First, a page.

Why offshore capital has its eye on Australia

Author
Nick Browne Director
3 minutes August 13th, 2021

By Nick Browne, Director at Australian-based alternative asset management firm Jameson Capital

Word Count 680

Compared to a lot of first-world economies still fighting to control the spread of COVID-19, Australia and its economy continues to outperform. Real estate, in particular, has bounced not just back to pre-pandemic levels, but well beyond in a number of sectors. The outlook for continued growth appears strong which makes Australian real estate markets an attractive prospect for international investment.

For the past 15 months, COVID-19 and its potential impacts have been the primary focal point for speculation when it comes to assessing investment opportunities. Notably, Australia has done exceptionally well in avoiding the uncontrolled rates of infection we’ve seen in places like the US, Europe and parts of South-East Asia.

With strong leadership and bipartisan political support, Australia moved early and decisively to impose necessary restrictions. This continues to be a strong factor in Australia’s favour during the next phases of the pandemic recovery.

Australia, as a sparsely populated island nation, has also been able to police its borders more effectively than many other countries. With a highly effective and accessible medical system and vaccinations beginning to roll out at scale, the risk of economic consequence from a major outbreak continues to diminish.

It’s also worth noting that the Australian economy was strong and stable prior to 2020, giving it greater capacity to weather a downturn and return more quickly to prosperity. The Reserve Bank of Australia has noted that coming into the COVID crisis, it was more than 28 years since the last technical recession in Australia, which is the longest run of uninterrupted GDP growth in the developed world.
Australia is also the world’s 14th-largest economy, despite comprising just 0.3 per cent of the world’s population, and the second-wealthiest nation in terms of wealth per adult (behind Switzerland). All this has been achieved with low government debt – again, coming into the crisis, net debt was less than 20% of GDP, versus 74% for other advanced economies.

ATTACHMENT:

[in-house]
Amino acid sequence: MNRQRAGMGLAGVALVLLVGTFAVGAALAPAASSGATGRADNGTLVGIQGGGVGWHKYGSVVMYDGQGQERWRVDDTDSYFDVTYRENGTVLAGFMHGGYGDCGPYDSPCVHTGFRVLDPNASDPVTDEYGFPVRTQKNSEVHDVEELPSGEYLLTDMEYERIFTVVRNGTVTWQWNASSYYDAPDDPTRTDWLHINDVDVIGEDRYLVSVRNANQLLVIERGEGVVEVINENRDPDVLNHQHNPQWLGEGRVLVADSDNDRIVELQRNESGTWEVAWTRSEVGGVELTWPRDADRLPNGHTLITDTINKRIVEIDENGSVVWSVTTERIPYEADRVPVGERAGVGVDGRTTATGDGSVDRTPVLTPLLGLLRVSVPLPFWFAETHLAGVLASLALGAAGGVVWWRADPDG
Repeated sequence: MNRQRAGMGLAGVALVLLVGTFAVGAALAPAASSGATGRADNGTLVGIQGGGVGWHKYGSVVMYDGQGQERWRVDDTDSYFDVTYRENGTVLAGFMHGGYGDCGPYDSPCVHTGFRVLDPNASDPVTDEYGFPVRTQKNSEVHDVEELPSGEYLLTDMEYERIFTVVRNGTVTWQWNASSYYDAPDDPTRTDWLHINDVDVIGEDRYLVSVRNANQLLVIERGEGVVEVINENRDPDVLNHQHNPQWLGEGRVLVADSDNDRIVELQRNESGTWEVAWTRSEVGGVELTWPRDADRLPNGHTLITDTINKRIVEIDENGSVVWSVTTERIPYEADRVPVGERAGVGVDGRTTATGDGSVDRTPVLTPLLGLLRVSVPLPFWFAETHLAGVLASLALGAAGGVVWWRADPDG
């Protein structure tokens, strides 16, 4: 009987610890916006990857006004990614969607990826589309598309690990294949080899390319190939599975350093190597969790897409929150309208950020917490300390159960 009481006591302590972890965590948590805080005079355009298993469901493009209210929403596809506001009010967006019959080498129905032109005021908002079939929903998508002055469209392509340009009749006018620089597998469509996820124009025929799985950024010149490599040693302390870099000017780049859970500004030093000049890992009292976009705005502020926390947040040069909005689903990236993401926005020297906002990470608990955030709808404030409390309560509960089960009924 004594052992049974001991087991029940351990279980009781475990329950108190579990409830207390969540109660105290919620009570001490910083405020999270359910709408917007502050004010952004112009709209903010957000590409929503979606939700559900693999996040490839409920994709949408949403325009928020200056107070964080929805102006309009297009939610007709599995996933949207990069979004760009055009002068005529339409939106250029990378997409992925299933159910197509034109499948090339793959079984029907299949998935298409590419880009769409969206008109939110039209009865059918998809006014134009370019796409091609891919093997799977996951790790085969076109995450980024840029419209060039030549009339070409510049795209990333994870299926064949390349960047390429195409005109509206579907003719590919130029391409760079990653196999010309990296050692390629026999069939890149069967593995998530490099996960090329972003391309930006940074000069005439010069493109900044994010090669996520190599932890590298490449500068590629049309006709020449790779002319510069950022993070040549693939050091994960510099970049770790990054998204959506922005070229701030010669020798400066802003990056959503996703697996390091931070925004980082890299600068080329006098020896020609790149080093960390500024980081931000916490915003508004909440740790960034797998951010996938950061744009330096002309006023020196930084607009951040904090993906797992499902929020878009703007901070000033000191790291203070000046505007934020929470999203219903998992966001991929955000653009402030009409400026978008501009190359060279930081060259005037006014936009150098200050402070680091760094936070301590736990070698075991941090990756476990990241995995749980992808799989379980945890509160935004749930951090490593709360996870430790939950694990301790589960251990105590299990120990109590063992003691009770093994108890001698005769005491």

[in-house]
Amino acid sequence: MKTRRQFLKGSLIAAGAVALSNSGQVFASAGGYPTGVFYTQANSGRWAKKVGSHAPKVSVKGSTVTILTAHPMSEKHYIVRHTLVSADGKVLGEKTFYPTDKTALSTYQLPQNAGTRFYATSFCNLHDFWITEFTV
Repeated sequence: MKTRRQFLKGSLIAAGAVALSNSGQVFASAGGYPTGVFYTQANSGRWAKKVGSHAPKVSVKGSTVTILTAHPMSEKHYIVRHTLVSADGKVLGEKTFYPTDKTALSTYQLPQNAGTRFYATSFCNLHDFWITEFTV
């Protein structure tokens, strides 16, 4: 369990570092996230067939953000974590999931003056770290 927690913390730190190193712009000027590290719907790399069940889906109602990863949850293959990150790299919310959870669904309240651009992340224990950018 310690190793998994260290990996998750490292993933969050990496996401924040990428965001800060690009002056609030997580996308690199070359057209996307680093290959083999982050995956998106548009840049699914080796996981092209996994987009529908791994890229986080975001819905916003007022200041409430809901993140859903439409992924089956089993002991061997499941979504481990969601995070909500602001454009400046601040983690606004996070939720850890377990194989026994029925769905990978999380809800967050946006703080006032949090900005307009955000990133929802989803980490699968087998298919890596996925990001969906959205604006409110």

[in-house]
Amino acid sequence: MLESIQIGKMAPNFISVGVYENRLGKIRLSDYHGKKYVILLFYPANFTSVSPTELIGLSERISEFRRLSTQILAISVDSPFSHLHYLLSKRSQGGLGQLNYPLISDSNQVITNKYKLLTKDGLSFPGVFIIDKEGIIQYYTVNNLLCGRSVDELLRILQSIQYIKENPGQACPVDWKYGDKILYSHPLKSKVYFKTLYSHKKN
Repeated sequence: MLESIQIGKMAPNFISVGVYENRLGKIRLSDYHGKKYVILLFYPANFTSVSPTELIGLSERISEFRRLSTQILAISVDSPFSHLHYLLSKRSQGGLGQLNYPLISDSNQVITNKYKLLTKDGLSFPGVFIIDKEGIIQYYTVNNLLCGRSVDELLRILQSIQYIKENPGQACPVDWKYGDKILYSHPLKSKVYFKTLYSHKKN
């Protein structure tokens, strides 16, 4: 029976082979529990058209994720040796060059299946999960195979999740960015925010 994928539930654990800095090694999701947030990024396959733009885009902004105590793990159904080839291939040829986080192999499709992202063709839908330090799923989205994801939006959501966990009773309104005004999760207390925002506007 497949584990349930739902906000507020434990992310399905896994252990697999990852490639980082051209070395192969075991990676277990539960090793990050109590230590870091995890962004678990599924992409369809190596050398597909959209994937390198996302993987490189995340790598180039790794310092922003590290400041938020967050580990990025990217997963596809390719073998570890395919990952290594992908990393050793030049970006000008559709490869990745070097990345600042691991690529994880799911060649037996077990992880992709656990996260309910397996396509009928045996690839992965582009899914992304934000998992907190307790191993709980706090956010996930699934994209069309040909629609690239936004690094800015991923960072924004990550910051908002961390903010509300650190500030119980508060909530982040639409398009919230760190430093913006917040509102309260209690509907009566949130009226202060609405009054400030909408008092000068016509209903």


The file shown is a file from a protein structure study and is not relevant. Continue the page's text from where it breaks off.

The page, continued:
The country’s strong rule of law and entrenched democratic principles also contrast other markets where authoritarian governments may act in their own interests – such as nationalising assets or changing laws to the disadvantage of offshore investors.

So the underlying factors in Australia’s favour are overwhelmingly positive, especially when you compare the current outlook for major developed nations such as the US and the UK, plus emerging powers China and India. Some were economically shaky before being hit hard by the pandemic, so how will they recover, and how long will it take for them to return to prosperity?

All of this bodes exceptionally well for Australian real estate, which is hitting all-time highs on the back of unquenchable consumer demand, driven by historically low bank interest rates and government stimulus activity.

Strong and sustained population growth is driving up urban density, creating opportunities in major cities for boutique inner-city developments. At my firm, Jameson Capital, we are also seeing demand from empty nesters seeking out premium developments to downsize from the family home.

However, it is wise that investors do not approach this market recklessly. Yes, the backdrop is overwhelmingly positive, but investing in Australia is not without risk. There are select sectors that are likely to outperform the broader market, however there will be others that will dramatically underperform.

There are already a number of sectors and investment strategies where there is such a weight of capital chasing assets that over-inflated bubbles have developed to the point that there is significant asymmetry between the prospect of future growth and the likelihood of future price decline.
It’s prudent to think about where we’re at in terms of the cycle and diversify away from funds or asset classes that say everything’s going from bottom-left to top-right. A fund that is more focused and more cautious might be a better fit.

By combining all the underlying positives with a suitably cautious and sober approach, there have been extremely few investment windows that rival the current opportunity for offshore investors to gain upside exposure to Australian real estate markets.